The Tyranny of Rationality

We live in the long shadow cast by philosophies that have perverted and distorted the perception of the human subject and his experience in the world. The view that man is a rational agent, a Homo Economicus, has reduced the conception of being by bringing forth the possibility that man can fail to be man. This notion of man as a rational agent whose choices are made by rational deliberation, combined with the rational deliberation of all other rational beings is notably pervasive.

Notions of a march of history, exemplified by the use in the popular discourse of phrases such as “the wrong side of history” or “end of history”, represent a deeply subsumed Hegelian Dialectic in which man progresses to some rational ideal, with each age better than the past. That history exhibits no such arc seems to me to be quite intuitive, though it may need some defense considering the view’s popularity.

Steven Pinker in his book Better Angels of Our Nature attempted to lend scientific credence to this view with his analysis of the evolution of violence within human societies. His misunderstanding of statistics in this work has been noted in many commentaries; while violent acts may be less frequent, modern technology has led them to become far more intense, with the death rates by war, man-made famine, or state-instituted tyranny in the 20th Century far surpassing the whole of prior recorded history. This, however, is not the main failing of such a concept. Its main issue is that Pinker finds it possible to reduce human life to a statistical magnitude. That because there are fewer deaths relative to the population somehow makes us more peaceful. A murder among one million people, it seems plain to me, is just as bad as a murder among a billion, rendering the entire endeavor futile.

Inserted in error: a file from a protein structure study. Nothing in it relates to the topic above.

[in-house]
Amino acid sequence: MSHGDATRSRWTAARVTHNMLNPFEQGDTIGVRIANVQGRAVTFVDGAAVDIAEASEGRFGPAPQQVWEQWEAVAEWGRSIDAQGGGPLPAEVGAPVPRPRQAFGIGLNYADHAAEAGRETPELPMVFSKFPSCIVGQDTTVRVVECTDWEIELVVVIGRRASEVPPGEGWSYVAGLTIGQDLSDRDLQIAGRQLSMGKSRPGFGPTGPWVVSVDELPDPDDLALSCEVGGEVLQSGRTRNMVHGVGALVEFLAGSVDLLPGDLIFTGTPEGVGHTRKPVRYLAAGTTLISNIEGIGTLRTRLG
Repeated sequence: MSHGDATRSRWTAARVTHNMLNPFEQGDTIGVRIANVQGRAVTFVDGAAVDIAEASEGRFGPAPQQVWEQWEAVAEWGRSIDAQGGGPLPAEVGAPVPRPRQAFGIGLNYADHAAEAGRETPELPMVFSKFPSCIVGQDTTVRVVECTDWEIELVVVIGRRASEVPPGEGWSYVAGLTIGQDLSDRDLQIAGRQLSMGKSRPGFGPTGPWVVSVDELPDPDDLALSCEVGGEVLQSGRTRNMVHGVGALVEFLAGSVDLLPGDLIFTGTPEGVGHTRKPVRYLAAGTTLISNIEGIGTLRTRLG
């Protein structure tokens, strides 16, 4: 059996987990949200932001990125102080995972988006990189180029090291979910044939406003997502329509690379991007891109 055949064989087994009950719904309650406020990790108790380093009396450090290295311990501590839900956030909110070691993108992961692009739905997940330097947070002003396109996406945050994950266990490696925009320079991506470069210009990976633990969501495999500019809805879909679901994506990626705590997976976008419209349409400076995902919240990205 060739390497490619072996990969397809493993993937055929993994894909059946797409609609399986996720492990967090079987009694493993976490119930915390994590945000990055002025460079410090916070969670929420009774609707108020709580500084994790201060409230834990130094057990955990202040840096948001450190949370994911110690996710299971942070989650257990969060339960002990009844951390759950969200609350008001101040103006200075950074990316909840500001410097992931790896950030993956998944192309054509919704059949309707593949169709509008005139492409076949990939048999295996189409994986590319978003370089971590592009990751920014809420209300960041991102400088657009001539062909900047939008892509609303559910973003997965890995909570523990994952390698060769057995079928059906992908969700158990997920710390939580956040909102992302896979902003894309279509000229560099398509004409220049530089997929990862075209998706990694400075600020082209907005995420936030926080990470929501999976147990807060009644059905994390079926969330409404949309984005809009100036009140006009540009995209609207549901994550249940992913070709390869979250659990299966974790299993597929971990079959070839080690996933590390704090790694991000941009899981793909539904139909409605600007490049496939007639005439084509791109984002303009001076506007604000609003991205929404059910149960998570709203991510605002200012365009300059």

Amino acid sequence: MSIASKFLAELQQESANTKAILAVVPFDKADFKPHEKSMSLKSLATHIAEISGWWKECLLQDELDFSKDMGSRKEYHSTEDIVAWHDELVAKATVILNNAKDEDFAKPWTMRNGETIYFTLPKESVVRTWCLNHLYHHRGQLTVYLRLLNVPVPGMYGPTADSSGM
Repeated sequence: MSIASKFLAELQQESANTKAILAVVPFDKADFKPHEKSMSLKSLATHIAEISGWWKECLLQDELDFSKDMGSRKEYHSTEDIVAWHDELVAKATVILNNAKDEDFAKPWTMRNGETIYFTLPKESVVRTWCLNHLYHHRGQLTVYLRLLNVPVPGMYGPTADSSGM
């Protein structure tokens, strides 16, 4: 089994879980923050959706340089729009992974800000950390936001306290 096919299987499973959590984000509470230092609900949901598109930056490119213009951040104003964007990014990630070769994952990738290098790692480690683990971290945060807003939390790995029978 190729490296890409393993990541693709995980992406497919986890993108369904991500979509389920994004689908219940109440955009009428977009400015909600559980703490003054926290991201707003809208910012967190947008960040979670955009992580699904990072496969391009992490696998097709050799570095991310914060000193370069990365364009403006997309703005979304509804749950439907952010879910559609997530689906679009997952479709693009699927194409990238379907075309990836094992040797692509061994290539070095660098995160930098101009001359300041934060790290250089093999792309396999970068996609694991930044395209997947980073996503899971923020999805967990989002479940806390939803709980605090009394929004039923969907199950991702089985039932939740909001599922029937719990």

In a similar vein of the scientification of human phenomena, modern ethicists attempt to systematize ethical systems either through consequentialist or deontological frameworks, neglecting that that very few people outside of their academic breed go through such deliberation in their day-to-day life. I would be hard-pressed to find an individual who when actually faced with the decision of saving a life goes through the utilitarian calculus. These systems may attempt to describe the behaviors exhibited by individuals in certain circumstances, but by no means provide any prescriptive value.

In reality, man first decides whether to act in a situation based on his own beliefs and desires, from this comes the form of his action, and then the acceptance of his action’s consequences. To prescribe him to do any different would reduce man to an automaton, incapable of personal will or desire.